In DepthEarth Science

Alarm over a sinking delta

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Science  22 May 2015:
Vol. 348, Issue 6237, pp. 845-846
DOI: 10.1126/science.348.6237.845

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Vietnam's Mekong River delta—the world's third largest delta—is sinking, putting some 20 million people and vast swaths of fertile farmland at risk. Recent research has found that the delta, which covers some 55,000 square kilometers and sits about 2 meters above sea level, is subsiding at rates of 1 to 4.7 centimeters per year. Among the culprits: levees that prevent sediment from spilling out of rivers and collecting in the delta, and some 1 million wells drilled since the 1980s for drinking and agriculture. If groundwater depletion continues at present rates, researchers estimate, the delta could sink by nearly a meter by midcentury. Now, an alliance of Vietnamese and Dutch scientists is trying to get ahead of the problem. They met in Vietnam recently to launch the Rise and Fall project, a $1 million, 5-year effort to better understand what's driving Mekong delta subsidence and develop strategies to reverse it. "We know virtually nothing about what's beneath our feet," said geographer Philip Minderhoud, a co-leader of the project and doctoral candidate at Utrecht University in the Netherlands, during the 11 March gathering. New studies aim to change that.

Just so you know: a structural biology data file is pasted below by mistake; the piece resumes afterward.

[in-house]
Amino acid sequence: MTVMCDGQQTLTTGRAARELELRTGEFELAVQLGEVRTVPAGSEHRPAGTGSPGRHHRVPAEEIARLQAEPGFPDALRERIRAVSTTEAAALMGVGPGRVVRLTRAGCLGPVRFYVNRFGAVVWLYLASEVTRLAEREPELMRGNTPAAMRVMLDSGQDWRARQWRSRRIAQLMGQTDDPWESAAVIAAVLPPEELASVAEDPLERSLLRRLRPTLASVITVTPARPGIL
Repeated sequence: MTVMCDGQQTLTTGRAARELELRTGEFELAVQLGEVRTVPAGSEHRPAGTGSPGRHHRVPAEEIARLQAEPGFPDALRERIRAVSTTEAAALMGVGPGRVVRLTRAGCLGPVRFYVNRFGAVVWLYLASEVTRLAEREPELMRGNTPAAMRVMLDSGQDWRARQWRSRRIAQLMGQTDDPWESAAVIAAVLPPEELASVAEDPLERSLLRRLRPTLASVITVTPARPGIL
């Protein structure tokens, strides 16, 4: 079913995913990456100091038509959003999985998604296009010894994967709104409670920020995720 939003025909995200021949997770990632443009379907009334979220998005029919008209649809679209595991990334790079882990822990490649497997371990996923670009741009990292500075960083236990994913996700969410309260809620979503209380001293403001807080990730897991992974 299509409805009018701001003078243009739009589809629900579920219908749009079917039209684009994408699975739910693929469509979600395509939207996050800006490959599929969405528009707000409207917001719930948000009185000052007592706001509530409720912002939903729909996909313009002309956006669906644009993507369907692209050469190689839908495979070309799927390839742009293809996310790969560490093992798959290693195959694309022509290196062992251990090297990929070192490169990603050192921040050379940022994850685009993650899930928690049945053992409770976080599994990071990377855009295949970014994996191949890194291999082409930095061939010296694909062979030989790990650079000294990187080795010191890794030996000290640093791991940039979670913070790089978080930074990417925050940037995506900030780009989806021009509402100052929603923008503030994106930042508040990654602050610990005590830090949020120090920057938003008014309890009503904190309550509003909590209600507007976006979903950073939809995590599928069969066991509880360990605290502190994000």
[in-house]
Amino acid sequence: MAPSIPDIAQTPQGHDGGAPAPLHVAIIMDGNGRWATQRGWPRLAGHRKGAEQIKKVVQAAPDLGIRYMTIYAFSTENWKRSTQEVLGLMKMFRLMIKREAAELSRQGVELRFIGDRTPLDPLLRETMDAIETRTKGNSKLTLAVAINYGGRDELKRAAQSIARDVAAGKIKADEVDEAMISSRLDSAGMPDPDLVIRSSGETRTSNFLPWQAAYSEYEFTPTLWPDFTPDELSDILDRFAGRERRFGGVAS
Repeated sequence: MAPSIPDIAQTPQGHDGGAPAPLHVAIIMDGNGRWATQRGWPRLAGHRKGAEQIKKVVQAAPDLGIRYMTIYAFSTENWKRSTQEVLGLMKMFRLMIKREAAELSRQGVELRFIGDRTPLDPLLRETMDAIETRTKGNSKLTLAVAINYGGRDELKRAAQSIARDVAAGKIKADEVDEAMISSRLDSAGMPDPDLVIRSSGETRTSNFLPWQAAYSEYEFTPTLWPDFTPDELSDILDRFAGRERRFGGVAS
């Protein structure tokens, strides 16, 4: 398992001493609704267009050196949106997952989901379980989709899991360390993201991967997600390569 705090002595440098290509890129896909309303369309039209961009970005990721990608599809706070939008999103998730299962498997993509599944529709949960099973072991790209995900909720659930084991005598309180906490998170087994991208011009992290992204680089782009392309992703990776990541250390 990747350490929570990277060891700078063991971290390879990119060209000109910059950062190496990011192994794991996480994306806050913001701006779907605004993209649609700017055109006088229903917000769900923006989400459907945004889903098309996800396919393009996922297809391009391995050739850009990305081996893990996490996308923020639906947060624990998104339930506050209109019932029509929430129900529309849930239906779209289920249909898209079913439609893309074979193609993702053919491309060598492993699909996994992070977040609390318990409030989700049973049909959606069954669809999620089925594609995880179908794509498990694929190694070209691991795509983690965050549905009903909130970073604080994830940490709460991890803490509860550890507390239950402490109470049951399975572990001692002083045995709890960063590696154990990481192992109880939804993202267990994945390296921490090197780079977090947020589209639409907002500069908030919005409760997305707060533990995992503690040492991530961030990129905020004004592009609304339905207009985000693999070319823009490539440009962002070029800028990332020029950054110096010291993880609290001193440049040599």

• * in Soc Trang, Vietnam. Charlie Schmidt is a freelance writer in Portland, Maine.